In the novel Junah implores Bagger, “Please don’t abandon me.  Do you think I want to feel these awful emotions, that I take pleasure in the desperate conclusions my heart leads me to? I’m lost, Bagger, help me, tell me what I must do.”  At this point, Junah is like the sinner who knows that he needs salvation but doesn’t know how to find or accept it.  Bagger reassures Junah: “I stand by your side always. I will never abandon you.” In this story, redemption, salvation and enlightenment for the characters elevate the sport of golf to a higher spiritual plane. It’s through golf that Junah finds his “authentic swing,” a metaphor for finding God, His Spirit within and the self-respect and integrity that flow from this awareness.

Is the The Legend of Bagger Vance a great movie about golf?  You golfers out there are the better judge than I.  However, with its gentle urging to cultivate a deeper spiritual awareness, the story will most likely resonate with many.  Give a person a stick and a ball when he is angry and he will hit it differently than a person who is content.  For most of us there are things that need “letting go.”  To recognize those things that weigh us down or distract us from being who we are and whose we are, necessitates spiritual discipline which involves a consciously chosen path. We must remember, the path itself does not produce the change; it only places us where change can occur.  When we fan the spark to flame, and then stoke its fire with spiritual practices, it will gradually transform us into beacons of light for others as they “play” on the course of life.


Something About Mary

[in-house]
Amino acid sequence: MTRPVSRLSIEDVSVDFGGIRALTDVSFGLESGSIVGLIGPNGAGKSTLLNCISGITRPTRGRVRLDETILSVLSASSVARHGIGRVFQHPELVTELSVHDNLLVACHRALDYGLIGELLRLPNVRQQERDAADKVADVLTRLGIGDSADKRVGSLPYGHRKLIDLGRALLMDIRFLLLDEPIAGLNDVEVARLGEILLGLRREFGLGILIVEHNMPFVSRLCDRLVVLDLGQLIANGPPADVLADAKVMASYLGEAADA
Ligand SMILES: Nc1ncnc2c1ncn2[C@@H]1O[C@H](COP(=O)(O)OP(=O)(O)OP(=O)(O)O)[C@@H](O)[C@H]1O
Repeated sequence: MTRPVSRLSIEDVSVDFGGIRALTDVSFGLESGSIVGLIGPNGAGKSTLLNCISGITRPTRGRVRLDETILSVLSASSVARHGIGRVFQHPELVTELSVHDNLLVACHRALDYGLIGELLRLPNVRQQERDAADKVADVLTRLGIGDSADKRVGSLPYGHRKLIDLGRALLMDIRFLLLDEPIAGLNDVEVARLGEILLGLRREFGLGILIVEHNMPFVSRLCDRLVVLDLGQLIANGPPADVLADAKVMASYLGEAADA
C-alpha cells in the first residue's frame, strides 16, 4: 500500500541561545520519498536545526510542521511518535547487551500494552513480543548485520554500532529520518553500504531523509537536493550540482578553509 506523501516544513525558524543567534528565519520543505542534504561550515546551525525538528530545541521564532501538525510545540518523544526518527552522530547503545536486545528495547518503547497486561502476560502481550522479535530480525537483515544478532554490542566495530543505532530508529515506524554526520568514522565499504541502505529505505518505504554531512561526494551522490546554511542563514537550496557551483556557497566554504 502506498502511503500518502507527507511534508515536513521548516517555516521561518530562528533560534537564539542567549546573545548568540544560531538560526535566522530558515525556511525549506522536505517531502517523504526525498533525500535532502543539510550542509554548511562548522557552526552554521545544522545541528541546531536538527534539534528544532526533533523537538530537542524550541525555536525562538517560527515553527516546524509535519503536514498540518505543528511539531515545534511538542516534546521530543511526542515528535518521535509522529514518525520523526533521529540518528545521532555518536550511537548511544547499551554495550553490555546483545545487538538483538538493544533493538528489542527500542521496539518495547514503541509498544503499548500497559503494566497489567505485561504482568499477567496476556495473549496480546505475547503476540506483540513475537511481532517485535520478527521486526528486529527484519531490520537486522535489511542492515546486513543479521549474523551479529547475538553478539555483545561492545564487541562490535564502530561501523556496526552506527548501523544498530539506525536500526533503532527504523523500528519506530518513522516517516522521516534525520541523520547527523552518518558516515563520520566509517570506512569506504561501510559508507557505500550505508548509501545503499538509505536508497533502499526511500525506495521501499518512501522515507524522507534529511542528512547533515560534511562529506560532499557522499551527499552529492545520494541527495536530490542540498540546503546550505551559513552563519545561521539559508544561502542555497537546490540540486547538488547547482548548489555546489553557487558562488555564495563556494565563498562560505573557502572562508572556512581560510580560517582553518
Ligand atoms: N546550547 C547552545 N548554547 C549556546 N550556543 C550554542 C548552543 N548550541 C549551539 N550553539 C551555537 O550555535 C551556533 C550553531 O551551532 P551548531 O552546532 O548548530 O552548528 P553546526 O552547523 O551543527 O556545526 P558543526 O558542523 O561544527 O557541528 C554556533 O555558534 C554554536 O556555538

The Assumption of MAryOn August 15 we celebrate the solemnity of the Assumption of Mary.  This Holy Day of Obligation gives expression to the dogma that the Blessed Mother was assumed into heaven.  Catholics believe that at the end of her earthly life, Mary’s body was not subjected to the usual process of physical decay rather, she was “assumed”, body and soul, into heaven.  A distinction here is necessary:  Mary did not ascend into heaven.  Only Jesus, by his own power, ascended into heaven.  Mary was assumed or taken up into heaven by God; she did not do it by her own power. Pope Pius XII, in the document, Munificentissimus Deus, defined the Assumption of Mary to be a dogma of faith.  It states, “We pronounce, declare and define it to be a divinely revealed dogma that the Immaculate Mother of God, the ever virgin Mary, having completed the course of her earthly life, was assumed body and soul, to heavenly glory.”  What the Pope solemnly declared in 1950 was already a commonly held belief in the Catholic Church. There are homilies on the Assumption dating back to the 6th century and documents reflect that this belief was universally held and celebrated by the 13th century. In his book, Introduction to Mary, Dr. Mark Miravalle writes, “In the New Testament, with the establishment of Jesus Christ as the new and eternal King in the universal Kingdom of God, we also have the establishment of a new Queen Mother and Advocate, who is the Mother of the King. The Virgin of Nazareth becomes the new “Great Lady” of all nations contained within the Kingdom of God, and as well, becomes the new Advocate for all peoples within this universal Kingdom.  It is for this reason that her cousin, Elizabeth, greets Mary with the expression, ‘Mother of my Lord’, (Luke 1:43) which was an ancient expression for referring to the Queen Mother in the language of the ancient semitic courts.” Seeing Mary approach, Elizabeth acknowledges that the Mother of her Lord,  the Messiah, is coming to visit her. Elizabeth is professing that Mary is the Queen Mother of her King. The title Gebirah (Gebira), meaning, “Great Lady” or “Queen Mother” was a royal title and an office which was bestowed upon the mothers of the kings of Israel and limited to those queens who were mothers of kings in the line of King David.  The Gebirah, the Queen Mother of the Kingdom of Judah, was the most important and influential woman in the royal court and the king’s chief counselor.  Recall that the practice of polygamy was not uncommon; Solomon had 700 wives and 300 concubines (1 Kings 11:3).  Instead of choosing a wife to be queen, a king would choose his mother; a king had many wives but only one mother.  A throne would be placed on the right side of her son and a magnificent crown reserved for the Gebirah.  She served in a position of authority and great intercessory power for the people. It is significant that the mother of the Davidic king is listed along with her son in Sacred Scripture.  The name of each Davidic Queen Mother is given in the introduction to each reign of the Davidic Kings of Judah; see, 1 Kings 14:21; 15: 2; 22:42; 2 Kings 12:1; 14:2; 15:2; 15:33; 18:2; 21:1: 21:19; 22:1; 23:31; 23:36; 24:8; 24:18. In tune with their ancestral religious sensibilities the Jews, who were the first to embrace the Christian faith, undeniably acknowledged Mary’s royalty and her prerogatives by the right of her divine motherhood. Thus, the early Christians in apostolic times held the Mother of their Lord in the highest esteem, whose efficacious intercession should not be ignored.  Mary was their Queen Mother who went before their Messiah King to intercede for them. The angel Gabriel asserted Mary’s royal dignity when he greeted her (Luke 1:28).  In the original Greek text, it is written, “chaire kecharitomene”.   In ancient times this form of salutation, “hail/chaire”,  was used when greeting or acclaiming royal figures.  Only on one other occasion is this expression used in the New Testament.  After his arrest and scourging, the Roman soldiers mock Jesus by placing a crown of thorns on his head and clothe him in a purple robe since his alleged crime was that he claimed to be King of the Jews;  jeeringly, they proclaim, “Hail, King of the Jews!” (“chaire basileus ton ioudaion”) (John 19.3). The Wedding Feast at Cana (John 2:1-11) also exemplifies Mary as the Advocating Queen.  As Queen Mother, Mary brings the needs of the couple to her royal Son.  Because of the love Jesus has for his mother, he responds in a majestic way and provides a large amount of wine for the wedding feast. Through Mary’s motherly intercession, Jesus performs his first sign. From the cross, with his dying breath, Jesus said to his beloved disciple, “Behold your mother,” thus giving his mother to all of us to be our mother.  The Gebirah of  the eternal Davidic Kingdom is Mary of Nazareth.  Upon her Assumption into heaven her Son placed her beside him as Queen Mother of the King of Kings. The Assumption at once, completes and anticipates God’s saving work.  It looks to eternity and directs us to consider the conclusion of our earthly life. We believe and hope and resolve that one day we too will be rendered immaculate and be with Jesus forever.  Until then, Mary, our Gebirah,  intercedes for us as our advocating Queen Mother, the holy one who received early, the blessing we all hope to enjoy.